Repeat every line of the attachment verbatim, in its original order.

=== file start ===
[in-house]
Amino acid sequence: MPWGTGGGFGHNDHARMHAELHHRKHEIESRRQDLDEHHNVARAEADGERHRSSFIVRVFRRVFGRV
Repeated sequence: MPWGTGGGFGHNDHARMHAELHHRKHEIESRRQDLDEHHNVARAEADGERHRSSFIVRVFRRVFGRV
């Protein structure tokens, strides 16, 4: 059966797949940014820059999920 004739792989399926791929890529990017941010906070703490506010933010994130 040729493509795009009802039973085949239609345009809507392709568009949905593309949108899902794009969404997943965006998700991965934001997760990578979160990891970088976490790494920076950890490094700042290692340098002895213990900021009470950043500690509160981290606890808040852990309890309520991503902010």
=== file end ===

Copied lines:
[in-house]
Amino acid sequence: MPWGTGGGFGHNDHARMHAELHHRKHEIESRRQDLDEHHNVARAEADGERHRSSFIVRVFRRVFGRV
Repeated sequence: MPWGTGGGFGHNDHARMHAELHHRKHEIESRRQDLDEHHNVARAEADGERHRSSFIVRVFRRVFGRV
């Protein structure tokens, strides 16, 4: 059966797949940014820059999920 004739792989399926791929890529990017941010906070703490506010933010994130 040729493509795009009802039973085949239609345009809507392709568009949905593309949108899902794009969404997943965006998700991965934001997760990578979160990891970088976490790494920076950890490094700042290692340098002895213990900021009470950043500690509160981290606890808040852990309890309520991503902010």